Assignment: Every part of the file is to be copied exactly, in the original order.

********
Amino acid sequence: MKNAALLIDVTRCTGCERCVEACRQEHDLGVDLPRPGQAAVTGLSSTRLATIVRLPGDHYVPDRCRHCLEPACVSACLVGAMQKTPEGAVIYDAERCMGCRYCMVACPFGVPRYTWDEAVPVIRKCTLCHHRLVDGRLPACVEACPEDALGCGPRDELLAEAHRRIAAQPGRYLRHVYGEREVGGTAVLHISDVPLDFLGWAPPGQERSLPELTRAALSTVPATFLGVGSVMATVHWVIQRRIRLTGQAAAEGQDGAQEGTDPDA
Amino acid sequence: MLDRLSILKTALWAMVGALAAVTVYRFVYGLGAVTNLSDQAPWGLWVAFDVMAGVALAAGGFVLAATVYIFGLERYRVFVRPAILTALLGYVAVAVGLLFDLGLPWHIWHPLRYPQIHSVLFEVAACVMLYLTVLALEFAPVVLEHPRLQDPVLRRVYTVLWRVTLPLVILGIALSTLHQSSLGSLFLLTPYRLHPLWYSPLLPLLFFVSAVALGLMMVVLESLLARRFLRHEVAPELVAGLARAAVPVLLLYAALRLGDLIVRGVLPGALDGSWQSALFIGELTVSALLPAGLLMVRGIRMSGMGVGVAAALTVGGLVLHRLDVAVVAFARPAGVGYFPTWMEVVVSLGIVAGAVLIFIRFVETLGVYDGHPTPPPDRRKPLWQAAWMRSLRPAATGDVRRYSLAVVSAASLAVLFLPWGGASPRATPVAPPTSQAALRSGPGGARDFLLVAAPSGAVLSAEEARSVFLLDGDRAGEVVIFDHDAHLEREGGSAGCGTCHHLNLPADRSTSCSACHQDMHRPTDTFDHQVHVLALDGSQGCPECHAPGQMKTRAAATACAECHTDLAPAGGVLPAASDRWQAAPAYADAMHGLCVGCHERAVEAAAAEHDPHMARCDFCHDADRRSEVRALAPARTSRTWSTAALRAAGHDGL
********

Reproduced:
Amino acid sequence: MKNAALLIDVTRCTGCERCVEACRQEHDLGVDLPRPGQAAVTGLSSTRLATIVRLPGDHYVPDRCRHCLEPACVSACLVGAMQKTPEGAVIYDAERCMGCRYCMVACPFGVPRYTWDEAVPVIRKCTLCHHRLVDGRLPACVEACPEDALGCGPRDELLAEAHRRIAAQPGRYLRHVYGEREVGGTAVLHISDVPLDFLGWAPPGQERSLPELTRAALSTVPATFLGVGSVMATVHWVIQRRIRLTGQAAAEGQDGAQEGTDPDA
Amino acid sequence: MLDRLSILKTALWAMVGALAAVTVYRFVYGLGAVTNLSDQAPWGLWVAFDVMAGVALAAGGFVLAATVYIFGLERYRVFVRPAILTALLGYVAVAVGLLFDLGLPWHIWHPLRYPQIHSVLFEVAACVMLYLTVLALEFAPVVLEHPRLQDPVLRRVYTVLWRVTLPLVILGIALSTLHQSSLGSLFLLTPYRLHPLWYSPLLPLLFFVSAVALGLMMVVLESLLARRFLRHEVAPELVAGLARAAVPVLLLYAALRLGDLIVRGVLPGALDGSWQSALFIGELTVSALLPAGLLMVRGIRMSGMGVGVAAALTVGGLVLHRLDVAVVAFARPAGVGYFPTWMEVVVSLGIVAGAVLIFIRFVETLGVYDGHPTPPPDRRKPLWQAAWMRSLRPAATGDVRRYSLAVVSAASLAVLFLPWGGASPRATPVAPPTSQAALRSGPGGARDFLLVAAPSGAVLSAEEARSVFLLDGDRAGEVVIFDHDAHLEREGGSAGCGTCHHLNLPADRSTSCSACHQDMHRPTDTFDHQVHVLALDGSQGCPECHAPGQMKTRAAATACAECHTDLAPAGGVLPAASDRWQAAPAYADAMHGLCVGCHERAVEAAAAEHDPHMARCDFCHDADRRSEVRALAPARTSRTWSTAALRAAGHDGL